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SPOTLIGHT

What are scannable resumes? 

  • Some employers scan resumes onto optical disks, destroy the paper copies, and then use key words to search their database of resumes to identify candidates for vacancies.
  • The employer will usually inform you that your resume will be scanned instead of stored in a paper file.

How is a scannable resume different? 

  • A scannable resume is one that an optical scanner can read accurately.
  • Your scannable resume may look significantly different from one designed for reading.
  • The most difficult resume for the computer to read is a poor quality copy that has an unusual format.

Tips for maximizing scannability 

  • Use plain, white 8 1/2" x 11" paper, printed on one side only using a laser jet printer.
  • Do not fold or staple your resume or cover letter (letters may be scanned also).
  • Use standard, simple 11-12 point fonts (such as CG Times or Universal).
  • Scanners can get confused by underlining, italics, boldface, fancy bullets, shading, lines, symbols, graphics and pictures.
  • Place your name at the top of the page on its own line and each phone number on its own line. Use a standard address format below your name.

Content 

  • The computer extracts information from your resume.
  • You can use your current resume; however, once you understand what the computer searches for, you may decide to add a few keywords to increase opportunities for matching requirements or getting "hits".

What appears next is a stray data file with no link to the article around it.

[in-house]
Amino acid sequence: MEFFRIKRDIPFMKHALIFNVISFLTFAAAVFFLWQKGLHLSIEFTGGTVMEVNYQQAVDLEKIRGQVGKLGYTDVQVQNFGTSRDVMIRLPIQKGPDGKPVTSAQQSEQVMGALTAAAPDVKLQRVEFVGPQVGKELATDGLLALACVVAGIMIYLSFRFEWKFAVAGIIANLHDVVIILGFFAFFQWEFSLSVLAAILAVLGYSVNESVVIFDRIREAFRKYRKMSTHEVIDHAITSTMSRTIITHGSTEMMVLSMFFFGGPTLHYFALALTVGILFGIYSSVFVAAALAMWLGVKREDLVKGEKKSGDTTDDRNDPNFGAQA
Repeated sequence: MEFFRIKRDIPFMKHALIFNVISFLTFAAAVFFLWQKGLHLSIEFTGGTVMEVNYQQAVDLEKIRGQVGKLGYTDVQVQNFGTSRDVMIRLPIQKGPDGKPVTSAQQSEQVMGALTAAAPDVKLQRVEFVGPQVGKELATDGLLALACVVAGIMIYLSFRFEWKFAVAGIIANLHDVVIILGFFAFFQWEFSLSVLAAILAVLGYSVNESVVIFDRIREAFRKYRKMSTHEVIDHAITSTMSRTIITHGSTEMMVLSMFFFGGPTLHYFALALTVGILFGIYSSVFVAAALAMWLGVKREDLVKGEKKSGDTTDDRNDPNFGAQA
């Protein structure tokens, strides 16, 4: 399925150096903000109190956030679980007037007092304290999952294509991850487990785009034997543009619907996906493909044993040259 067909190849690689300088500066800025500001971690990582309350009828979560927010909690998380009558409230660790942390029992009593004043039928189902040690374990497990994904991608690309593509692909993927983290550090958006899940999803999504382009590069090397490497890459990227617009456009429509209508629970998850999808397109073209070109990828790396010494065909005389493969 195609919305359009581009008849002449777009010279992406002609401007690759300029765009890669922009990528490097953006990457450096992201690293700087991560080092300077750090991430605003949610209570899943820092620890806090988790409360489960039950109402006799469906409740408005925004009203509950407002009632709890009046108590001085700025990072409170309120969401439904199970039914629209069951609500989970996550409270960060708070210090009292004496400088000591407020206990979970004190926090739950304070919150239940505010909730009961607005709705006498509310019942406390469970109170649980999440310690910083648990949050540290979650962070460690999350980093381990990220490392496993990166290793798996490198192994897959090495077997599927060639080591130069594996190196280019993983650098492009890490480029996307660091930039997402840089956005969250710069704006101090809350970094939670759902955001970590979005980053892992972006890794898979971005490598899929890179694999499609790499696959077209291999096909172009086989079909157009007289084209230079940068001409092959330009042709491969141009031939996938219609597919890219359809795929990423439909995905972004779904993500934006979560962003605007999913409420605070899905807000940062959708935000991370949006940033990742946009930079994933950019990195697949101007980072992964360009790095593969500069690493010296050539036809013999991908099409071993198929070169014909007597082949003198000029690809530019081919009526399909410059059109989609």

• When recruiters search the resume database, they will search for keywords that describe the applicant's specific experience, usually nouns, such as writer, accountant or biologist.

Keywords for maximizing "hits" 

  • Use enough keywords to define your skills, experience, education, professional affiliations, etc. Keywords may include your degree, your major, grade point average, professional association names, computer software, foreign languages, job titles, and personal qualities (dependable, motivated).
  • To decide which keywords to include, read classifieds, trade journals, job descriptions from the Occupational Outlook Handbook or other sources we have at the Office of Career Education & Development, or talk to professionals in the field.
  • Describe your experience with concrete words rather than vague descriptions. For example, use "managed a team of software engineers" instead of "responsible for managing and training".

  

  


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